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Best practice/methodology?

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  • Best practice/methodology?

    What is the best way to handle this kind of scenario?

    Given clients, many with multiple projects, and thus:

    Clients table
    Projects table
    Invoice table
    Payments table
    ===========

    When a payment is made, often it will be for multiple invoices and often for several different projects. I need to be able to allocate the payments to the invoices, but also to the projects. Presumably, a 1:M set, Payments:Allocated would do the trick, BUT: the majority of payments are for a single invoice. So one check may be for a given invoice/project, and another may be for several projects. The client needs to be able to look at a project, and see what has been paid against that project. This is where it gets sticky. In order to correlate, you then have to examine both the parent & child tables, since there may be single payments, or multiples (child records) against the project.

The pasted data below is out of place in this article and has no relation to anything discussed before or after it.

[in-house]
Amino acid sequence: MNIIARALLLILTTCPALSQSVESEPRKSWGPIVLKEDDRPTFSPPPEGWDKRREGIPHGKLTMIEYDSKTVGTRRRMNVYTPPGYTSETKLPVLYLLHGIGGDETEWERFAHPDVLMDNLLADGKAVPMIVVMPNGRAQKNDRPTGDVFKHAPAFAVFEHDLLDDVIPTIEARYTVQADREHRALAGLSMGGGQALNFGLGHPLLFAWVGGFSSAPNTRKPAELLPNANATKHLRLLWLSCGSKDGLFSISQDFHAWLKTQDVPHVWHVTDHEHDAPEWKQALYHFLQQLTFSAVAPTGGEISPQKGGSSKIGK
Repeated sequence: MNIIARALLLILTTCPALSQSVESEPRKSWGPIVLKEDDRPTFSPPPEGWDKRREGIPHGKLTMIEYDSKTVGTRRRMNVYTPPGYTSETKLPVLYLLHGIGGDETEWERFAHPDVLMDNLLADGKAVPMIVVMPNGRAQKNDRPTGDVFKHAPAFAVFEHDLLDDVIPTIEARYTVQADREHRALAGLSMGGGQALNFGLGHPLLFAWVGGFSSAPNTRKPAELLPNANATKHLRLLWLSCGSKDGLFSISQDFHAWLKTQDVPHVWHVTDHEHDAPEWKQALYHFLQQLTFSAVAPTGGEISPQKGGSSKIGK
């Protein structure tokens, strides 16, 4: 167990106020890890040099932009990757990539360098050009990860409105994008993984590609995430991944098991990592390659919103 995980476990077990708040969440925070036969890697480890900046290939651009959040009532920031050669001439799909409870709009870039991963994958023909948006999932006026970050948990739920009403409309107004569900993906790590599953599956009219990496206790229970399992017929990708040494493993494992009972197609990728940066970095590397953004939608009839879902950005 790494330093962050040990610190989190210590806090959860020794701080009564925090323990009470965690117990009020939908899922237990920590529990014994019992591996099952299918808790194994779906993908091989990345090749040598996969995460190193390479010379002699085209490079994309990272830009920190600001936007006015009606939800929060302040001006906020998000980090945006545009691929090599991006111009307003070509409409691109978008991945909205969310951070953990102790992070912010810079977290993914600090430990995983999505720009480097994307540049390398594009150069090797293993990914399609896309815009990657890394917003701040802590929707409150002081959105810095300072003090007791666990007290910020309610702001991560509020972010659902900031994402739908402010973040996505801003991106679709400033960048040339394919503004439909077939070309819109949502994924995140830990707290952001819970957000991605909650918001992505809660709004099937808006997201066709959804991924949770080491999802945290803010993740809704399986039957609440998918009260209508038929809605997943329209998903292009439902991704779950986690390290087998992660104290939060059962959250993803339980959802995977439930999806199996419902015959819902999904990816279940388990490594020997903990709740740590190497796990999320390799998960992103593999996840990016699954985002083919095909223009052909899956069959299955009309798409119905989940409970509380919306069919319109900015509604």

What is the suggested method to normalize this equation?

    Please keep in mind, there is also the need to relate clients to payments (which is easy since you only need to look at the actual parent records - i.e. payments).

    See attached report snapshot to get an idea what I am talking about.

    P.S. I have been using the 1:M method in this case for years, but I'm not satisfied due to the lack of normalization as described above.
    Last edited by Peter.Greulich; 04-15-2007, 05:48 PM.
    Peter
    AlphaBase Solutions, LLC

    Peter@AlphaBaseSolutions.com
    https://www.alphabasesolutions.com



  • #2
    Re: Best practice/methodology?

    Peter,

    1) Presumably your invoices go to one client at a time. Would they be limited to a single project, or might a single invoice cover charges on more than one project?

    2) Might design goals include being able to instantly see the unpaid balance owed on a given invoice? ... the unpaid balance on a given project? ... will receivables need to be aged by project or by client or by invoice ?